Integration of children with disabilities by the European Schools
Correspondence - Date Tuesday | 09 December 2008
Case OI/3/2003/JMA - Opened on Wednesday | 19 November 2003 - Decision on Wednesday | 04 July 2007
Summary of the follow-up inquiry to the European Ombudsman's decision on his own-initiative inquiry OI/3/2003/JMA concerning the integration of persons with disabilities by the European Commission
In the decision closing his own-initiative inquiry on the integration of persons with disabilities (reference: OI/3/2003/JMA), the Ombudsman identified one area where action was still needed, namely, the European Schools' treatment of disabled children with special educational needs (SEN children). The Ombudsman asked the Commission to send him a further report on the European Schools' progress in integrating SEN children. The Commission's report was published on the Ombudsman's website and the public was invited to make comments.
In his decision, the Ombudsman acknowledged the Commission's efforts to strive towards more effective policies for integrating SEN children. Progress was shown by the fact that, in recent years, the number of SEN children in the European Schools has increased significantly. The Ombudsman regretted, however, that the financial support given to officials with disabled family members is insufficient. This assistance is particularly inadequate with regard to covering expenses incurred by families whose children are excluded from the European Schools because of their disability.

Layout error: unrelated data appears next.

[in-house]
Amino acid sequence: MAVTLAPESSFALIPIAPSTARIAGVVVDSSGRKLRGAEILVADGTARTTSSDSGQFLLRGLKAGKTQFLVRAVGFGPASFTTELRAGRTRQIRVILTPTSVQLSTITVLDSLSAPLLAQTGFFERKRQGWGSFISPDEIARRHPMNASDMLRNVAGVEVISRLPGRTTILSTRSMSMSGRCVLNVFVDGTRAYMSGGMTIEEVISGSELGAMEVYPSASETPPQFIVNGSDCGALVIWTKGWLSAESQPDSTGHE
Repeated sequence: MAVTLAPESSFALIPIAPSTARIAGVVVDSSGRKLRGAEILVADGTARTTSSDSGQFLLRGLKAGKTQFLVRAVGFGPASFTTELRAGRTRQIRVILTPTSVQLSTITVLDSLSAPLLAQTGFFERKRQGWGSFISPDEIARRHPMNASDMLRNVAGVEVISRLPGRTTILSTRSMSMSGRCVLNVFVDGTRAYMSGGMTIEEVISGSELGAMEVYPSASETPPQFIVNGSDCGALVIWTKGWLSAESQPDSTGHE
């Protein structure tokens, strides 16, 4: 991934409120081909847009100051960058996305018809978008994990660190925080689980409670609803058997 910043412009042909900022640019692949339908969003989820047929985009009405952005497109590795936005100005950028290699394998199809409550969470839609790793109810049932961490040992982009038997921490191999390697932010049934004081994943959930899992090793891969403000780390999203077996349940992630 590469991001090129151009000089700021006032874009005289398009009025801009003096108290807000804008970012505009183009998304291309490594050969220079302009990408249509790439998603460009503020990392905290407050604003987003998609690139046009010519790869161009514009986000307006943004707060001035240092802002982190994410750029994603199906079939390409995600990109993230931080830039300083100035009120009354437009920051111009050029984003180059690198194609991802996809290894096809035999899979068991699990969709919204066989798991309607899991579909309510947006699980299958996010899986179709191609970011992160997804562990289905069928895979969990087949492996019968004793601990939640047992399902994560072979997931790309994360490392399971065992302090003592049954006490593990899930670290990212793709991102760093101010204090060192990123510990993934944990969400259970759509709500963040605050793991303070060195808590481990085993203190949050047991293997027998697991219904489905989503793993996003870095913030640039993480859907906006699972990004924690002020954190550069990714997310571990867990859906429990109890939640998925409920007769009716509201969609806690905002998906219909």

It was worrying that a significant number of the SEN children accepted into the Schools subsequently withdraw for unknown reasons. This may point to the inadequacies in the Schools' approach to integration. The Ombudsman encouraged the Commission to ensure a greater involvement of parents on the basis of mutual respect, transparency and partnership. He also considered that the European Schools' insistence on integration is not sufficient and that they should move towards a new policy based on inclusion. Furthermore, the Ombudsman noted that the public had identified ways of facilitating inclusion by enhancing the role of better trained SEN co-ordinators, reinforcing the role given to parents, and/or introducing best practices. The Ombudsman welcomed the European Schools' decision to develop a pilot project, which could result in the establishment of a new SEN resource centre, and the Commission's commitment to carefully consider the replies from the Board of Inspectors concerning the minimum standards for that SEN resource centre. He further asked the Commission to monitor the pilot project closely and pointed out that the integration of SEN children should take due account of the obligation to provide inclusive, non-discriminatory education for all enshrined in the UN Convention on the Rights of Persons with Disabilities and signed by the Commission on behalf of the EU Members States.
In line with the opinion expressed by the European Parliament, the Ombudsman considered that the Commission should be more actively involved in the European Schools' SEN policy and try to strengthen its own role in this respect. He hoped that, by opening a further public debate on the integration of SEN children in the European Schools, he has helped the Commission to reassess its actions with an eye to better serving all European citizens.
In an effort to inform as many citizens as possible, the Ombudsman will publish on his website the full version of this follow-up inquiry in English, as well as a summary of it in all the official languages of the EU.